Meeting the Granddaughter – flash fiction

Michael said, “I’m sorry. I need to stop at the next rest stop.”

Tessa reached for his hand, gave him a sideways glance, and asked, “Are you all right? I can feel you shaking. Besides, we just stopped.”

“Believe me, I know. I don’t know if I’m excited to meet your granddaughter, or scared, but I need to go again.”

Tessa laughed aloud. “I thought only women had nervous bladders.”

“Don’t pick on me,” he laughed. “I haven’t held a baby since I was in high school and I want this to go well.”

“You’ll be a fine Grandpa.”

Written in response to Charli Mills June 18, 2020, prompt at Carrot Ranch Literary: In 99 words (no more, no less), write a story that includes good vibrations. What is unfolding? Is someone giving off or receiving the feeling? Where is the story situated? Gather some good vibes and go where the prompt leads!

Famous Classmates – BOTS

Michael and Tessa gazed at the Wall of Fame in their high school. Tessa asked, “Did you see Phillip Sheppard when he was on the TV show Survivor?”

“I did, and his pink underpants didn’t surprise my Aunt Sue a bit. She said he was thee character in her class. I wonder how much ribbing his brother James took as the Rochester Police Chief at the time. He probably felt like he was wading in deep water.”

“And Bill T. Jones was her student instructor in choir. Who knew at the time these three African-American students would become famous.”

 

Bill T. Kennedy

Bill T. Jones the night he received Kennedy Center Honor  –   2010

CheifJ.Sheppard

Cheif James Sheppard when in office

Note: I ate lunch with Bill T. Jones and other friends every day when I was in eighth grade at Wayland-Cohocton Central School. He is now a world-renowned modern dance choreographer and Kennedy Center Honors recipient. James and Phillip Sheppard were younger than me. I had the opportunity to have lunch with Phillip after his second appearance on Survivor. What a fun guy to hang out with.  And no, we had no clue while in high school these classmates would become household names.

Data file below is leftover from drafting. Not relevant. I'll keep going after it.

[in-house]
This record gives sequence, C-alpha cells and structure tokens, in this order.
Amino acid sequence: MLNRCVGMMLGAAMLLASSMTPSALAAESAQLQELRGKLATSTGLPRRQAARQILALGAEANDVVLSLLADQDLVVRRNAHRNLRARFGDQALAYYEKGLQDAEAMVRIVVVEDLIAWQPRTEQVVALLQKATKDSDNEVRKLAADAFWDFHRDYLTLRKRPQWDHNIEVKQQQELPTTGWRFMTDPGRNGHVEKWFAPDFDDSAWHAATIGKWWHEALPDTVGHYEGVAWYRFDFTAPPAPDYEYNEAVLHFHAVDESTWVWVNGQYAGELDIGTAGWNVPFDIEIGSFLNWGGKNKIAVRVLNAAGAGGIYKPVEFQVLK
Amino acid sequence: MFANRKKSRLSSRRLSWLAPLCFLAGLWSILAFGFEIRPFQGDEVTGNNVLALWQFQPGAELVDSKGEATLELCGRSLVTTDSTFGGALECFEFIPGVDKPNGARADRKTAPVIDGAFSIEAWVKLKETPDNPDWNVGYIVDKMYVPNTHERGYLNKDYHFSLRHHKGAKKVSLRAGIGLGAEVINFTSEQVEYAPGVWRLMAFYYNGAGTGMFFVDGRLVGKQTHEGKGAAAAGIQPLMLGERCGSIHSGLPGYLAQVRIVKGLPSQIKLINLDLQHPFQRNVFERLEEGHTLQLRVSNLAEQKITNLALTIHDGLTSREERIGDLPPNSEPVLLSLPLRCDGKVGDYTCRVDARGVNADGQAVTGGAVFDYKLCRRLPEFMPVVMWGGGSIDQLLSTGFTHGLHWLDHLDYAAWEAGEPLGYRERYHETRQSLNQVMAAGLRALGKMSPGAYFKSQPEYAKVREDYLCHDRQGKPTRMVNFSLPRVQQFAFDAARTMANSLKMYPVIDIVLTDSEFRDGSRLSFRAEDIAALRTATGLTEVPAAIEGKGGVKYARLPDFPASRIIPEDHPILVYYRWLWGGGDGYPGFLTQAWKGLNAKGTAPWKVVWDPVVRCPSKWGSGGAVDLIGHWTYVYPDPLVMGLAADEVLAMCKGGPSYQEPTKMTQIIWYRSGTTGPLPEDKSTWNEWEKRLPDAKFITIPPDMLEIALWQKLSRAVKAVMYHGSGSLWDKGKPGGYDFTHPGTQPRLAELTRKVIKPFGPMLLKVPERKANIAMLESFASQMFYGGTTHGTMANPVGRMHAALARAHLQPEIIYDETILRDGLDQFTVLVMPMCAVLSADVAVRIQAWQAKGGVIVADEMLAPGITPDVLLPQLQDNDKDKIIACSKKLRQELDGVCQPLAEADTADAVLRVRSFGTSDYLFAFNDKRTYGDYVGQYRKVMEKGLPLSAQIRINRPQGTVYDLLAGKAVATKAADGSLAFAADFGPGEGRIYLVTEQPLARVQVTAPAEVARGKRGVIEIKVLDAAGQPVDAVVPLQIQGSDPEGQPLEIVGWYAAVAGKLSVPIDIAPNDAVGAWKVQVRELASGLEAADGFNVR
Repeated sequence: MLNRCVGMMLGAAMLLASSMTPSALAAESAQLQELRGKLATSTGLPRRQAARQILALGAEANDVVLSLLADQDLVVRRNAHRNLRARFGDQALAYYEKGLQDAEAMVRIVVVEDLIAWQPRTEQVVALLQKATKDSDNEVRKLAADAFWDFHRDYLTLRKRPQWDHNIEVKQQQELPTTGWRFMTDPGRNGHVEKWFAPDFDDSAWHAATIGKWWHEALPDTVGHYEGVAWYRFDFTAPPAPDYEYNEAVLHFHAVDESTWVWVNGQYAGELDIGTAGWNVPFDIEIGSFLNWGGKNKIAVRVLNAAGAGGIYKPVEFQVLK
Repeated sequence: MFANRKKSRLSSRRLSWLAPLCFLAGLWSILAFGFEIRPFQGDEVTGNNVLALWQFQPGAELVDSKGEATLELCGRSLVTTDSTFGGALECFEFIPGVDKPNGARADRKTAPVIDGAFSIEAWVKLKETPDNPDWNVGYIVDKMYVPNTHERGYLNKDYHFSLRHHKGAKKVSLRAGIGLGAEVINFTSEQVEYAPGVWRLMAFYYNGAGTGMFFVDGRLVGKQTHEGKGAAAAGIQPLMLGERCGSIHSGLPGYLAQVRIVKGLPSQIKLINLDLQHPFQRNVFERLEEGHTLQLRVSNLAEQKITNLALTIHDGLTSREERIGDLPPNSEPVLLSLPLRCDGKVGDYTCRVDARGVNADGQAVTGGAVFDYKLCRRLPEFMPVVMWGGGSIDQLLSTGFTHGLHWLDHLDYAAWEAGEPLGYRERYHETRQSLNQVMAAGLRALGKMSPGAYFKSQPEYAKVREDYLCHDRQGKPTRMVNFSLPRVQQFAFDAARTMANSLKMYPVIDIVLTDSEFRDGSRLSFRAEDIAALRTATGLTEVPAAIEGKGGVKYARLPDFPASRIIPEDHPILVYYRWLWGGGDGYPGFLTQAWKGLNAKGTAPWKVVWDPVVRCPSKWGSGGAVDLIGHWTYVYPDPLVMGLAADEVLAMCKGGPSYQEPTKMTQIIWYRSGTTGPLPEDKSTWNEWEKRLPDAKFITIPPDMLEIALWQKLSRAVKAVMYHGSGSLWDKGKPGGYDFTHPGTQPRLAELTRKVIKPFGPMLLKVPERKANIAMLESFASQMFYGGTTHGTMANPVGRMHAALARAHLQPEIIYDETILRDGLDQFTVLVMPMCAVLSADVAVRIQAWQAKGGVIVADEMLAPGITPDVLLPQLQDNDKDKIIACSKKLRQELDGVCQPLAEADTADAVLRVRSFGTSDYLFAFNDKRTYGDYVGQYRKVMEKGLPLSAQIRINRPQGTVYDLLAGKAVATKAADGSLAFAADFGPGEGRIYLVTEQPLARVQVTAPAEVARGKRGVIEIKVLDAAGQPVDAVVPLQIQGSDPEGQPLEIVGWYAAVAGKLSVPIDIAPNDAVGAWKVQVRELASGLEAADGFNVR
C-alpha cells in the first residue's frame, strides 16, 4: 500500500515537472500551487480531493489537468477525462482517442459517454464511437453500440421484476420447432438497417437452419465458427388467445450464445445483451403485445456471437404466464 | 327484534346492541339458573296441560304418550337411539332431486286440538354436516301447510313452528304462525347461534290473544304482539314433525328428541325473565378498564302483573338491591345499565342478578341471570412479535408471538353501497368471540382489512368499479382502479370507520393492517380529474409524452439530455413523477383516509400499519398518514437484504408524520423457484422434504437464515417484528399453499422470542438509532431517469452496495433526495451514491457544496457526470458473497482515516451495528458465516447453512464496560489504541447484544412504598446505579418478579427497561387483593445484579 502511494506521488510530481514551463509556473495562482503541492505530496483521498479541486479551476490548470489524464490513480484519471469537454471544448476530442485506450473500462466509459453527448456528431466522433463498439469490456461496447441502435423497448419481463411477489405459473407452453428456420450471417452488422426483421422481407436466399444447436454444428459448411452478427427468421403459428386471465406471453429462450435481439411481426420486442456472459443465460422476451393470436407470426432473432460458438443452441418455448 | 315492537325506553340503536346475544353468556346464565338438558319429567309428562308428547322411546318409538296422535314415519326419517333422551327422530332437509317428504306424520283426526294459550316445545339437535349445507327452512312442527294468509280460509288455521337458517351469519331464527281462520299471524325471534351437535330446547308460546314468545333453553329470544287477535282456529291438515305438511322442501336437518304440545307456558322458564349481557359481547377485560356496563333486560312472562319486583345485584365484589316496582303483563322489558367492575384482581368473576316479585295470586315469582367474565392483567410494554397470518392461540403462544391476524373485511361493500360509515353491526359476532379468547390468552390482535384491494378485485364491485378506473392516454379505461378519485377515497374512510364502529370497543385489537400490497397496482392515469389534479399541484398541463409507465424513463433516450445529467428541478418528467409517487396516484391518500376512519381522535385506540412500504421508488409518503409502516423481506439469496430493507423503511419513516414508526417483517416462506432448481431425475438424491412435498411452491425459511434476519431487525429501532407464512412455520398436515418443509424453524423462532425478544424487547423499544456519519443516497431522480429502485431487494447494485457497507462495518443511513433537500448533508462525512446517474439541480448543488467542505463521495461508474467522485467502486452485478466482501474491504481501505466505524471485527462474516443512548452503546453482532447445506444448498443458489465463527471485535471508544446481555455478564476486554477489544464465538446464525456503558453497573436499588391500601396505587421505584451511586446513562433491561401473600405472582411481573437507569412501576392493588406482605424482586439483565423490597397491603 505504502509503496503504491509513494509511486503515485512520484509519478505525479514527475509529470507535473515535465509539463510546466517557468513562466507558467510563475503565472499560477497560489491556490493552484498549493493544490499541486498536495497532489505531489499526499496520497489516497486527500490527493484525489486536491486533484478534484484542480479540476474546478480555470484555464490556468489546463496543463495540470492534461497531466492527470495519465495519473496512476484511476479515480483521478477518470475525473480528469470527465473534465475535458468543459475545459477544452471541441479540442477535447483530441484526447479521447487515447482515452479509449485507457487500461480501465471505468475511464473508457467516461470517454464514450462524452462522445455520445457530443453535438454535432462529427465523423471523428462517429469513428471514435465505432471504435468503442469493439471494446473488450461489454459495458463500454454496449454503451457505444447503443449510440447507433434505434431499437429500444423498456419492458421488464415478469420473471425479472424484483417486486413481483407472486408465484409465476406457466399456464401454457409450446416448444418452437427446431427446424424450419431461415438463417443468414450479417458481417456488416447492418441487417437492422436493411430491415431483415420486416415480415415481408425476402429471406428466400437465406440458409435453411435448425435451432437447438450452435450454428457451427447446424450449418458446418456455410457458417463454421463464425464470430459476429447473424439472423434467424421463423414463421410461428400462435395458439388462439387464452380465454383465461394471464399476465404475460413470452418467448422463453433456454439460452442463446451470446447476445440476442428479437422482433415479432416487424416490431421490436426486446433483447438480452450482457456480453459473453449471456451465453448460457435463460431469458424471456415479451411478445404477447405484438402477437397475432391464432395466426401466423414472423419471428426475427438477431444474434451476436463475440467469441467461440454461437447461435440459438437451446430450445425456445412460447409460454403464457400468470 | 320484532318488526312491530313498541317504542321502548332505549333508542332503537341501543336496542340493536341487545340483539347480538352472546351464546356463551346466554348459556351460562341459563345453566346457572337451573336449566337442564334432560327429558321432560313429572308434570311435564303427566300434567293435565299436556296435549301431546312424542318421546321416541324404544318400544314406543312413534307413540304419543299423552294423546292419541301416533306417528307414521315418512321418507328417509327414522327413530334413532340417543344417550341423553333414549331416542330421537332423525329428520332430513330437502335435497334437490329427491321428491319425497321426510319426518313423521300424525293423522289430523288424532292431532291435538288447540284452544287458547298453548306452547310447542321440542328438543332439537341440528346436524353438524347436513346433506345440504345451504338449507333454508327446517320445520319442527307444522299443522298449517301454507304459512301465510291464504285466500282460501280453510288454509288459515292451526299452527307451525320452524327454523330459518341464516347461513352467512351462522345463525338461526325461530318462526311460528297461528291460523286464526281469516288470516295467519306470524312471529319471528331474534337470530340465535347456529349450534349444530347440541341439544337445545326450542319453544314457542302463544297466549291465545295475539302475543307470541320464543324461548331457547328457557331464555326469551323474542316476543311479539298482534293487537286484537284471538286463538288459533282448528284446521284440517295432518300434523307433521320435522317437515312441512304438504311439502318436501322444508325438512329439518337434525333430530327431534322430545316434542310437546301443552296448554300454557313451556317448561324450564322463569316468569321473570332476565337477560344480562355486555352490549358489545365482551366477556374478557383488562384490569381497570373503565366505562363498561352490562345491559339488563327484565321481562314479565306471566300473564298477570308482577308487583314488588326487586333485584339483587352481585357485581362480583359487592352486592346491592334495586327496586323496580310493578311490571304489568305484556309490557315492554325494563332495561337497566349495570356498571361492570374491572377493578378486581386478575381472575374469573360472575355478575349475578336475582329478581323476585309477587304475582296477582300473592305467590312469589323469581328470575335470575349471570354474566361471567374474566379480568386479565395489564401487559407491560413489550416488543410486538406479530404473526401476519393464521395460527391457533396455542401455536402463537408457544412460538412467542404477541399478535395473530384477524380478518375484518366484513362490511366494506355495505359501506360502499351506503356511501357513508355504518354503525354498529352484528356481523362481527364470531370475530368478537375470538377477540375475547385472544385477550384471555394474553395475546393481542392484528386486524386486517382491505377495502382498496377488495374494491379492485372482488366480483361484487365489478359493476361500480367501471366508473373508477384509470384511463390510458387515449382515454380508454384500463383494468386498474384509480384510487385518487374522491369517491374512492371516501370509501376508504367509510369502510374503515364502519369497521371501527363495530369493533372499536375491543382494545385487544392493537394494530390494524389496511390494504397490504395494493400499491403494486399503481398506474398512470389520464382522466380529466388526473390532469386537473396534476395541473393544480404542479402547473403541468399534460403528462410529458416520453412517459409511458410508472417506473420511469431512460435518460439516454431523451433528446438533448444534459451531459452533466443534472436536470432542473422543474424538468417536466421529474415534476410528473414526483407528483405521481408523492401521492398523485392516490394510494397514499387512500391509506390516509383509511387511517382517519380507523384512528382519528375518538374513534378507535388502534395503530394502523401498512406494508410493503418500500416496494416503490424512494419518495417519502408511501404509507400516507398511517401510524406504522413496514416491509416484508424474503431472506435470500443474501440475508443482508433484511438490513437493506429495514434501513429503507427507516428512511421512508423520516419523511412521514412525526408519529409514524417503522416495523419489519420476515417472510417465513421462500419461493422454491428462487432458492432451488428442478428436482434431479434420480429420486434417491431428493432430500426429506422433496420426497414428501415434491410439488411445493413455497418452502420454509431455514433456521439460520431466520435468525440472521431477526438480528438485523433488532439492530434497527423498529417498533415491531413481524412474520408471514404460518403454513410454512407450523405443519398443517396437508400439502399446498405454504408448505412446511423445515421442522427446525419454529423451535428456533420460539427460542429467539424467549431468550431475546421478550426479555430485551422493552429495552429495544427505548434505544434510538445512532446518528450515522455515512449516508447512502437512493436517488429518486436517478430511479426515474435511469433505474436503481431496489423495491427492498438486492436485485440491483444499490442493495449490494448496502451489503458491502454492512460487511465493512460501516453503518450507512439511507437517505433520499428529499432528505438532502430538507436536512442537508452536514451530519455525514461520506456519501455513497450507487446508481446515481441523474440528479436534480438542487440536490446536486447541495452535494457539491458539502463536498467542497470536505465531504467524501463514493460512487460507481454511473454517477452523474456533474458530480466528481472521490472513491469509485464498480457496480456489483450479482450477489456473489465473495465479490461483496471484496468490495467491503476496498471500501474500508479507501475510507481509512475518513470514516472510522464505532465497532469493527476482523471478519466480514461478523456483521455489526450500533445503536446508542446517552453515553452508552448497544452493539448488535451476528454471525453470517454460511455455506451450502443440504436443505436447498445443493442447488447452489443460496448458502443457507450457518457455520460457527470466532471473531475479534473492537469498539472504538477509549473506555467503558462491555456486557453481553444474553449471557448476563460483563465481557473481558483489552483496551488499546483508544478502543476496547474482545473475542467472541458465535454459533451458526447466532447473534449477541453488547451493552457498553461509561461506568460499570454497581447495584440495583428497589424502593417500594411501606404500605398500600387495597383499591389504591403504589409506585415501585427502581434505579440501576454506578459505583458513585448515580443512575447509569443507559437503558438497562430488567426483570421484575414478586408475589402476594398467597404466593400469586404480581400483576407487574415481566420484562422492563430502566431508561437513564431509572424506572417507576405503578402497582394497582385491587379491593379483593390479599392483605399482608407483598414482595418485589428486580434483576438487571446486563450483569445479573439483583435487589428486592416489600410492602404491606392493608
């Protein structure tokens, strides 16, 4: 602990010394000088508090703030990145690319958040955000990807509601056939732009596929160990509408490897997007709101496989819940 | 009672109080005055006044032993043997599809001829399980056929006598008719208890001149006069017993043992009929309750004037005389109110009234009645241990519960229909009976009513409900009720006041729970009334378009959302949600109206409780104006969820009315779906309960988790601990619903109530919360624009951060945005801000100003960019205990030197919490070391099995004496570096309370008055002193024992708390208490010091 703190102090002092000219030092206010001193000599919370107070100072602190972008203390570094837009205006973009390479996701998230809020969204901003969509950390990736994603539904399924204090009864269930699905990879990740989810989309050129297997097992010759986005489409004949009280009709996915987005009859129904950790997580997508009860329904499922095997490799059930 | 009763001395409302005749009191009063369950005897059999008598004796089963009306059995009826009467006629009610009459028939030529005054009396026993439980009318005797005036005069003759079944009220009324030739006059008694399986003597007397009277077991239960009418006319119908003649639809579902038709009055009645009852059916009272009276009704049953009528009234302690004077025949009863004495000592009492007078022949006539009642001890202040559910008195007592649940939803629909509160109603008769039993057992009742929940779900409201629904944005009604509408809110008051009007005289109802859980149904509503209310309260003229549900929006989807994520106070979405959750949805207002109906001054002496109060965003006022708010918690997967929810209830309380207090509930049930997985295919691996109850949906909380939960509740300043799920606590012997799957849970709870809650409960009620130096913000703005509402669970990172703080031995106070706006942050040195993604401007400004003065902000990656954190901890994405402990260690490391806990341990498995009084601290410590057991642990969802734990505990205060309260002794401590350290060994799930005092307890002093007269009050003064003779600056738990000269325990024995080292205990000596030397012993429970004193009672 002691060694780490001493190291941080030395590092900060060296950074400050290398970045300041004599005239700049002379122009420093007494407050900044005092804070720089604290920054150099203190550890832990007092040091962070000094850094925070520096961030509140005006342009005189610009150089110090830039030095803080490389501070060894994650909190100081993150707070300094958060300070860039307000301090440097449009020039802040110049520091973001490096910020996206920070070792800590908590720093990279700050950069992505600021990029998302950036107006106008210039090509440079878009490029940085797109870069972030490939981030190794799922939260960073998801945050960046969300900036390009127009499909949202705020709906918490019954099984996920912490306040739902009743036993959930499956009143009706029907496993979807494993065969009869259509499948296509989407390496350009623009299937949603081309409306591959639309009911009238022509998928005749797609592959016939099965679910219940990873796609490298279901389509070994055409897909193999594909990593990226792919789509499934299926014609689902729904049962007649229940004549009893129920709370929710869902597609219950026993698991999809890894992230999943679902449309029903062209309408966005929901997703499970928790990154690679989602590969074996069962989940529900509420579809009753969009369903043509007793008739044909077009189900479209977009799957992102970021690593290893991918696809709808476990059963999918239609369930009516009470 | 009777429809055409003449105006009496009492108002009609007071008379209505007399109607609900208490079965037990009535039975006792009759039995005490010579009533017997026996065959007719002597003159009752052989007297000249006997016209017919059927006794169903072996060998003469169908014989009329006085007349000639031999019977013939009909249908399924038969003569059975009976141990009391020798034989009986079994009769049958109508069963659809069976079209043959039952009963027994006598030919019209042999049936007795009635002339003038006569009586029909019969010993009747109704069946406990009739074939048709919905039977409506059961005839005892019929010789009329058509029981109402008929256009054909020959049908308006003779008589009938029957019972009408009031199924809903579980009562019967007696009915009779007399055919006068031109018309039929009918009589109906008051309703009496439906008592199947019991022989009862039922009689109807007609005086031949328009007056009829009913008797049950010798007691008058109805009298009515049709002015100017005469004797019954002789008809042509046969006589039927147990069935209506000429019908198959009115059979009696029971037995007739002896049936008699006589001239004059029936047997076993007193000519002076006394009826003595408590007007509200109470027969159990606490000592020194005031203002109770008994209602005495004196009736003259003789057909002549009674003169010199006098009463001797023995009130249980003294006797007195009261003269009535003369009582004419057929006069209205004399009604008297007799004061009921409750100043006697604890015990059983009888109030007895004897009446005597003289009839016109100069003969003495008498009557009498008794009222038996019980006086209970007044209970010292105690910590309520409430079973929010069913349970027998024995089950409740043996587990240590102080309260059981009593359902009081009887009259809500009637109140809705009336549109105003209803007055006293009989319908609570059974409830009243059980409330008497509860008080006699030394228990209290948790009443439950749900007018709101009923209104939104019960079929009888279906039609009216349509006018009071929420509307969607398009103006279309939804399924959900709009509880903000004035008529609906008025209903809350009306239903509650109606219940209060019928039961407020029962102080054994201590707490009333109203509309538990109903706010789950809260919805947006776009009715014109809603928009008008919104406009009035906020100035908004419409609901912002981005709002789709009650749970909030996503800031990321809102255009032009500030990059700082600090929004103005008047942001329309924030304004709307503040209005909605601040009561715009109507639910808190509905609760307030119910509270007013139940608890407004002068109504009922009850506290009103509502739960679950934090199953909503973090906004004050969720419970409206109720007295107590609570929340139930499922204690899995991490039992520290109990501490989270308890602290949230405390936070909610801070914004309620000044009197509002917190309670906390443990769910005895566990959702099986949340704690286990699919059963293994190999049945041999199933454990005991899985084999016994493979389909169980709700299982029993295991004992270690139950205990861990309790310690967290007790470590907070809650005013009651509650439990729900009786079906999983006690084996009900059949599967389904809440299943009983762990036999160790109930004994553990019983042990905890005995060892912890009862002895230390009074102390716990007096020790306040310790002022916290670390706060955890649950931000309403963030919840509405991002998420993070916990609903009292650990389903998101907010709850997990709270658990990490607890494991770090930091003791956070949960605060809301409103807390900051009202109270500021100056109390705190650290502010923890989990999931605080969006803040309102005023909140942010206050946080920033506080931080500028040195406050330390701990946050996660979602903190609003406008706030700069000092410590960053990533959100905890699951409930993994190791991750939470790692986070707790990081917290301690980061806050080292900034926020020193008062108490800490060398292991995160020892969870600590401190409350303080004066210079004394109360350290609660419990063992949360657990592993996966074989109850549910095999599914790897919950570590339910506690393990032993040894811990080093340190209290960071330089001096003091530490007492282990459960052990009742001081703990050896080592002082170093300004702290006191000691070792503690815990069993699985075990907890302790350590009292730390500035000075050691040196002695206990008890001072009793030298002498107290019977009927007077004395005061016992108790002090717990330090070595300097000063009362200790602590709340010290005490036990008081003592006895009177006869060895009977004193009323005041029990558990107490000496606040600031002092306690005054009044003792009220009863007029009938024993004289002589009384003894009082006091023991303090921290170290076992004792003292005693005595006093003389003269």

Written in response to Charli Mills June 11, 2020, prompt at Carrot Ranch Literary: In 99 words (no more, no less), write a story deep waters. It can be literal or metaphorical. Think of a place and person and situation. Explore. Bathe. Renew. Go where the prompt leads!

Will There Ever Be Justice For All – flash

Michael sat with his fellow bandmates discussing the Pledge of Allegiance. He asked, “Have you ever thought about that last line, ‘Justice for All’?

Colm McCarthy, first-generation Irish -American who served in Vietnam, said, “Only when I get mad about how hard it is to get an appointment at the VA.”

Colm’s son, Thad, a Vietnamese-American who served in Granada, gave a disgusted grunt. “Try being a 50-50 and see how you are treated by others.”

Tyrell, the band’s African-American drummer, and Iraq veteran asked, “Are we talking about justice or equality.”

Michael responded, “I don’t believe they’re separable.”

 

Note: A 50/50 was the term used to describe a Vietnamese child that was half American.

 

Written in response to Charli Mills June 4, 2020, prompt at Carrot Ranch Literary: In 99 words (no more, no less), write a story about justice for all. It does not have to take place in America. Injustice exists anywhere. What is the story behind justice for all? Go where the prompt leads!

 

 

 

Caskets Verses Baby Blanket

Tessa caught the look on Michael’s face when he opened the package. She commented, “My son thought you would like a U.S. flag flying out front. Was he wrong?”

“I’m sorry. The flag reminds me of the number of draped caskets I’ve escorted and the families who paid the price.” Tears formed. He let her see them. “Now that pink baby blanket you are knitting gives me hope and helps me focus on the future.”

“I’ll explain to Brent and we’ll pass the flag to my parents. Theirs is quite faded.”

“Thank you, for understanding and backing me up.”

 

Written in response to Charli Mills May 28, 2020, prompt at Carrot Ranch Literary: In 99 words (no more, no less), write a story using two words that contradict. Examples include champagne and hard-rock; rosemary and sewage; duck down and firecrackers; sleep and square-dancing. Use one of these or make up your own. Go where the prompt leads!